Thus, for both A and B being logic 0s, outstanding bits are incremented, and accordingly, increment outstanding bit signal 1240 is provided to register 1012. For A and B respectively being a logic 0 and a logic 1, a logic 0 is inserted. For A and B respectively being a logic 1 and a logic 0, a logic 1 is inserted. Thus, these insertions are made to the value of LOW obtained from LOW input 1201 for purposes of providing LOW output 1241. Additionally, for A and B equal to 0,1 or 1,0, inserted bits are marked by assertion of insert bits signal 1245 as provided to register 1011 of LOW normalization circuit 1000.

Combinatorial logic 1212 is used for providing signals 1240, 1241, and 1245. Furthermore, for A and B equal to 1,1, this is a null condition, and thus none of signals 1241, 1240, or 1245 are output from combinatorial logic 1212. Furthermore, it is noted that LOW output 1241 is provided to a data input port of 1-bit register 1213, and responsive to a next clock cycle of clock 1030, such LOW output 1241 is provided as LOW output 1222, such as for a next calculation LOW block, except as indicated above for a final calculation block.

For the case where output A 1221 and output B 1232 are both logic 1s, namely the null case, neither of signal 1240 nor 1245 is asserted; however, LOW output 1241 is still provided, where combinatorial logic 1212 is configured in this condition to pass LOW input 1201 through to provide LOW output 1241.

It should be appreciated that on a single clock cycle, LOW input 1002 provided to an initial calculation LOW block 1020-1 is propagated through calculation LOW block 1020-7 with respect to a combinatorial logic path. However, it should be appreciated that because encoding is iterative, some of this data is registered, such as in respective 1-bit registers 1213 for subsequent bit encodings. Thus, it should be appreciated that all bits input to multiplexer 1010 are input and an output is selected therefrom within a single clock cycle of clock signal 1030.

FIG. 13 is a block diagram depicting an exemplary embodiment of command parser 1300 coupled to normalization block 811 both of binary arithmetic encoder module 350. Command parser 1300 includes mask generator 1311, merge and append block 1301, and parser 1310. Normalization block 811, which may include normalization circuit 1000 of FIG. 10 (not shown in FIG. 13) and NUM_ITER generation circuit 1100 of FIG. 11 (also not shown in FIG. 13), provides bits to follow signal 1014 and bits out signal 1013 as inputs to parser 1310 of command parser 1300. Parser 1310 includes an Ebits_to_follow counter (not shown in FIG. 13).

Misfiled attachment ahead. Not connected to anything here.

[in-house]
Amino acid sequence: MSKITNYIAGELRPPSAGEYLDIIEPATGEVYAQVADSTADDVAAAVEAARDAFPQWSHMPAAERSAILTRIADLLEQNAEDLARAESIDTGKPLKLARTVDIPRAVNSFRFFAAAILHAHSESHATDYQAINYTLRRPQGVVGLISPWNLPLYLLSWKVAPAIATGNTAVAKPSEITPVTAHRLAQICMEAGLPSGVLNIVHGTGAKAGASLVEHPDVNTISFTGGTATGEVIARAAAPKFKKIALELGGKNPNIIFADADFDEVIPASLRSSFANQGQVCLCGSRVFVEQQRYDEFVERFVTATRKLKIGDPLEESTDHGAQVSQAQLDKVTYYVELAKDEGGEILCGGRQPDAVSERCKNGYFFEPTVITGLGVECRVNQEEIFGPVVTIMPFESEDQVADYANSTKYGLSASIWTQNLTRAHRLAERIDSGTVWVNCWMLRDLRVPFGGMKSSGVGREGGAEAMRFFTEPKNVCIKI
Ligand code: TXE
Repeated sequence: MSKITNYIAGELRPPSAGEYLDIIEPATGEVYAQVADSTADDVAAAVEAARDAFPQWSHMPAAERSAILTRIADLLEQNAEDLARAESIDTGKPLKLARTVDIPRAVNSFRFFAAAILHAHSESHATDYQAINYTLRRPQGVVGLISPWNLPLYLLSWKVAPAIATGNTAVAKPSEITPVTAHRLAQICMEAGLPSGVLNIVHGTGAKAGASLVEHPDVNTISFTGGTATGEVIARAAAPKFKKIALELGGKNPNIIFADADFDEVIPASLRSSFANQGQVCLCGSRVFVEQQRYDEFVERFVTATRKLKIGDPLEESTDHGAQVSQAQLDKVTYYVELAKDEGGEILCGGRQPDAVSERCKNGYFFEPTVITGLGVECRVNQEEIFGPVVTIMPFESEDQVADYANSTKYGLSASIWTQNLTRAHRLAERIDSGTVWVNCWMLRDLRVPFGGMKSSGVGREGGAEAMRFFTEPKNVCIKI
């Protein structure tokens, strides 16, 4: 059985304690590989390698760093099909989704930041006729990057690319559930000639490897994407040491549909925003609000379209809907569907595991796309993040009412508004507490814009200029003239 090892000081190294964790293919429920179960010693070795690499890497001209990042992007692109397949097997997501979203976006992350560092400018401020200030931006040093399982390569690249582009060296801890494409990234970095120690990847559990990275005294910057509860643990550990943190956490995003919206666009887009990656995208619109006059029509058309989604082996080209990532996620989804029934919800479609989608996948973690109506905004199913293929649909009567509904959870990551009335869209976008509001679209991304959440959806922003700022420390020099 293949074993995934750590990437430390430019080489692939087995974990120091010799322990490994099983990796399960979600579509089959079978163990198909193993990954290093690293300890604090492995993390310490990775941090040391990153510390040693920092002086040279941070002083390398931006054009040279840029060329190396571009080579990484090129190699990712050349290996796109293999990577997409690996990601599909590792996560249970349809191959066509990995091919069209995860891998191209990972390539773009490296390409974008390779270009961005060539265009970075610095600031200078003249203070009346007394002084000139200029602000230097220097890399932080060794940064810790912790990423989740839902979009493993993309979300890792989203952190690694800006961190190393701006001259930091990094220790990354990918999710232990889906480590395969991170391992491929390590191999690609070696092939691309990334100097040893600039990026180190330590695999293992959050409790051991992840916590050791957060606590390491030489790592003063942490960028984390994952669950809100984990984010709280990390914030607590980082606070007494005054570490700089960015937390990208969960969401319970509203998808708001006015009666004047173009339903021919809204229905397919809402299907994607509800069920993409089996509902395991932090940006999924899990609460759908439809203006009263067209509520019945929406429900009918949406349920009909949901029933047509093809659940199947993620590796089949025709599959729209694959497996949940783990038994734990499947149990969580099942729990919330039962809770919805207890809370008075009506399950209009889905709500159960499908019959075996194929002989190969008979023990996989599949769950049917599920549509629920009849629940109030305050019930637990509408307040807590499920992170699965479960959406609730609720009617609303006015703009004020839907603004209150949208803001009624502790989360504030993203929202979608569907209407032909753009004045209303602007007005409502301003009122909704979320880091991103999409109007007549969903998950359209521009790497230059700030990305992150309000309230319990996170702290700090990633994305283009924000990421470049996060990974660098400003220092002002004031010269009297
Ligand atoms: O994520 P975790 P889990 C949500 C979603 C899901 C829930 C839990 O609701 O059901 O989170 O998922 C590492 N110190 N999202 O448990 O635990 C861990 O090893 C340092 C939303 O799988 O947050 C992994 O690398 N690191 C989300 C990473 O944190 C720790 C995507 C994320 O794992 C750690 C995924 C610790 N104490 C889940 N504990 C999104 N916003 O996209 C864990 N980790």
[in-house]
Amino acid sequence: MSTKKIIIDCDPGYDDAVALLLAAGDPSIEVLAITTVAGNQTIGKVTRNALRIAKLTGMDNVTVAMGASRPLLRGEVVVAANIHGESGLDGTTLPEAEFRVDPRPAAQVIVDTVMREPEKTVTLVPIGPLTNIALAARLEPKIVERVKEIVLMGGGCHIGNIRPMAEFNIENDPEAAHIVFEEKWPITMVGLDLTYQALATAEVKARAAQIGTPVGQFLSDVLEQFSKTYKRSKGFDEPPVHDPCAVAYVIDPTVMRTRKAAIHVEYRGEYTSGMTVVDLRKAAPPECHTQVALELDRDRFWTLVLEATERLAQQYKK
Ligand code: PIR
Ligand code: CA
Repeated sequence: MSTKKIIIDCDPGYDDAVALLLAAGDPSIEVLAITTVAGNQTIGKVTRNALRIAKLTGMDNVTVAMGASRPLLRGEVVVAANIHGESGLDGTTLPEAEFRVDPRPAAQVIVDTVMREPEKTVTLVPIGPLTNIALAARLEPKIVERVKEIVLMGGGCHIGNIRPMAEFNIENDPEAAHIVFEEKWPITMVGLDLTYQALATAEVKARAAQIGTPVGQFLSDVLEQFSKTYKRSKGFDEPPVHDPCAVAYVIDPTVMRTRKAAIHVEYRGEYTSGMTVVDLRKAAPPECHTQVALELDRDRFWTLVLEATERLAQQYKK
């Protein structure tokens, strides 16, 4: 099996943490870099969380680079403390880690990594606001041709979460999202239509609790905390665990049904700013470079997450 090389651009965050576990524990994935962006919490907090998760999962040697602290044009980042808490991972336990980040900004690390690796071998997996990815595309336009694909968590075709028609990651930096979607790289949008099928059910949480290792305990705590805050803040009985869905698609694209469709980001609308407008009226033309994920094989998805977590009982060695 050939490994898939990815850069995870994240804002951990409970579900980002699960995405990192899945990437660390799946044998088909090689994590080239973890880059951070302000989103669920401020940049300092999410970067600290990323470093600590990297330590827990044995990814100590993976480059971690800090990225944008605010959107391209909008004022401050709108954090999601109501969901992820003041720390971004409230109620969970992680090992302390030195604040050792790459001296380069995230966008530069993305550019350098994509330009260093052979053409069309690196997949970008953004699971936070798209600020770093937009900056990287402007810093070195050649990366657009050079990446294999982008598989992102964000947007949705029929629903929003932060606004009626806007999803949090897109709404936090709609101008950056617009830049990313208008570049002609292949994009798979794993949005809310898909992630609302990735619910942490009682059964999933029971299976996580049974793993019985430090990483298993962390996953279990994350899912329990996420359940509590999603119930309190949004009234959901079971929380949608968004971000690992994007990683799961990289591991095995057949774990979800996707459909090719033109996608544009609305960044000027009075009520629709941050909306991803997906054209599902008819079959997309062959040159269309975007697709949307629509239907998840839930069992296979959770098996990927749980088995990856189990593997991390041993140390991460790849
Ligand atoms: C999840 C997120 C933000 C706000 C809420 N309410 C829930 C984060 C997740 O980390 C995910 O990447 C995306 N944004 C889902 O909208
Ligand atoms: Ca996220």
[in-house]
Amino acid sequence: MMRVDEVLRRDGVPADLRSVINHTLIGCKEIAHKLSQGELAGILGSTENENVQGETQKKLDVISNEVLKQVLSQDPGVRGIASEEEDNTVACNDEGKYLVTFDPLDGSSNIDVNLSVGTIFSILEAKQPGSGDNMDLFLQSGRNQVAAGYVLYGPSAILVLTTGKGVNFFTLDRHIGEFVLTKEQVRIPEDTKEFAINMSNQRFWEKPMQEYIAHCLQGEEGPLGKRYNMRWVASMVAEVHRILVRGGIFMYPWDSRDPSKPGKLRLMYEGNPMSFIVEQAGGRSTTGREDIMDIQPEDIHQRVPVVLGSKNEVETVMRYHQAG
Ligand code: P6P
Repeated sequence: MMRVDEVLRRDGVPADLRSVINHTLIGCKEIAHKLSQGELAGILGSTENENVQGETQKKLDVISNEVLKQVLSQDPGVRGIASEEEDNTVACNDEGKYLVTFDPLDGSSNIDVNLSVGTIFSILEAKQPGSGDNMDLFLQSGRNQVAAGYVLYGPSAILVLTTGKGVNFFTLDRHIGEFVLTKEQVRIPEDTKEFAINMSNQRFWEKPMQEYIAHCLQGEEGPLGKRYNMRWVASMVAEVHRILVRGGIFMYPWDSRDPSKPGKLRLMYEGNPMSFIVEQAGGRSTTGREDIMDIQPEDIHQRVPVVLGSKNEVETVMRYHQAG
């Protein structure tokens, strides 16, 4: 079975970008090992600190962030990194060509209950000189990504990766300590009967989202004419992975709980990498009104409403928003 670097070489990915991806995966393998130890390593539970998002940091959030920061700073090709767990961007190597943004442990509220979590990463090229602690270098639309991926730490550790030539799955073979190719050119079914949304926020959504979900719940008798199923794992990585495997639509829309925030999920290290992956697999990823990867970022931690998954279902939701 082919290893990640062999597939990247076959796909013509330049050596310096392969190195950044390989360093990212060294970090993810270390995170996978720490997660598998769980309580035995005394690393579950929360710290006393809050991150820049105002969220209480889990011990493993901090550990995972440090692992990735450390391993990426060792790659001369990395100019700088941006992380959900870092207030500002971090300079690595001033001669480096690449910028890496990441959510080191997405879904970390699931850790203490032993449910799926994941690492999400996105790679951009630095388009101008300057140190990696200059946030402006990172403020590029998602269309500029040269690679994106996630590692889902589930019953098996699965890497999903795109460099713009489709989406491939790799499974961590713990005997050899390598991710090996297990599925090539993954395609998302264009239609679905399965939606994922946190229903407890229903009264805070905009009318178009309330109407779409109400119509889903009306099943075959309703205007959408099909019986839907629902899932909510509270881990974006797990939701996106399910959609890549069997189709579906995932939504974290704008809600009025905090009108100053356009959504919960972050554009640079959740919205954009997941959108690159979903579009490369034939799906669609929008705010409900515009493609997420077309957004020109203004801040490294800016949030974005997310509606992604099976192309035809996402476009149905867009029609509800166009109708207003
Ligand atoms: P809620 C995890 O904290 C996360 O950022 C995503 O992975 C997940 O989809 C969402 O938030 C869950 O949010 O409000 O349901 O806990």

NUM_INTER signal 1001, which may come from normalization block 811 though not illustratively shown for purposes of clarity, is provided as an input to mask generator 1311 of command parser 1300. Mask generator 1311 may be implemented as a look-up table.

Responsive to NUM_ITER 1001, mask generator 1311 provides a bit mask signal 1312 to parser 1310. Bit locations of the bit mask equal to logic ‘0’ are ignored when performing the operations of bit insertions and incrementing the Ebits_to_follow counter. Such operations are instructed from the values of bitsOut(7:0) and bits2follow(7:0). An example for NUM_ITER equal to five and for various values for signals 1013, 1014, and 1312 are illustratively shown for purposes of clarity by way of example and not limitation, to indicate operation of parser 1310. Thus, logic 0s of bit mask signal 1312 indicate no operation conditions. Logic 1s of bit mask signal 1312 indicate areas for either bit insertions or incrementing the Ebits_to_follow counter. Bits output signals 1014 and 1013 respectively indicate to increment the Ebits_to_follow counter and inserting bits into the output stream.

Continuing the example of NUM_ITER equal to 5, bit position 1321 is to indicate transmission of a logic 1 plus all outstanding bits and resetting of the outstanding bit counter (not shown). Bit position 1322 indicates incrementing the outstanding bit count and setting outstanding bits equal to one. Bit position 1323 indicates incrementing the outstanding bit count and setting outstanding bits equal to two. Bit position 1324 indicates transmitting of a logic 0 plus the two outstanding bits {1,1} and resetting an outstanding bit counter. Bit position 1325 indicates incrementing an outstanding bit count and setting outstanding bits equal to one.

Output from parser 1310 is for each of the bit positions, which in this example is from zero to seven. For each bit position, bits out signals 1326-0 through 1326-7 and length signals 1327-0 through 1327-7, respectively, are provided as inputs to merge and append block 1301. Output of merge and append block 1301 is buffered output 1328 and buffered length 1329.